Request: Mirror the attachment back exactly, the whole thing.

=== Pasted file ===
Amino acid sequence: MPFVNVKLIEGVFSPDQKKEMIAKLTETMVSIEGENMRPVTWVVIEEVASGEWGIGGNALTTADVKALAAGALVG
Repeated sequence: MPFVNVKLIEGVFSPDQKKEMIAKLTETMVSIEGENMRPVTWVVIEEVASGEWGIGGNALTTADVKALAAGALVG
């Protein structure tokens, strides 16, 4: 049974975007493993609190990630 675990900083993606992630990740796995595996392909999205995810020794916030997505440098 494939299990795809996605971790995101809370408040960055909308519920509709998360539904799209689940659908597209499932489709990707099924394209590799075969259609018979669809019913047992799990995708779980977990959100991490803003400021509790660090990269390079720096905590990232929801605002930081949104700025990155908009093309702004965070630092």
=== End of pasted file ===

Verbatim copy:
Amino acid sequence: MPFVNVKLIEGVFSPDQKKEMIAKLTETMVSIEGENMRPVTWVVIEEVASGEWGIGGNALTTADVKALAAGALVG
Repeated sequence: MPFVNVKLIEGVFSPDQKKEMIAKLTETMVSIEGENMRPVTWVVIEEVASGEWGIGGNALTTADVKALAAGALVG
């Protein structure tokens, strides 16, 4: 049974975007493993609190990630 675990900083993606992630990740796995595996392909999205995810020794916030997505440098 494939299990795809996605971790995101809370408040960055909308519920509709998360539904799209689940659908597209499932489709990707099924394209590799075969259609018979669809019913047992799990995708779980977990959100991490803003400021509790660090990269390079720096905590990232929801605002930081949104700025990155908009093309702004965070630092």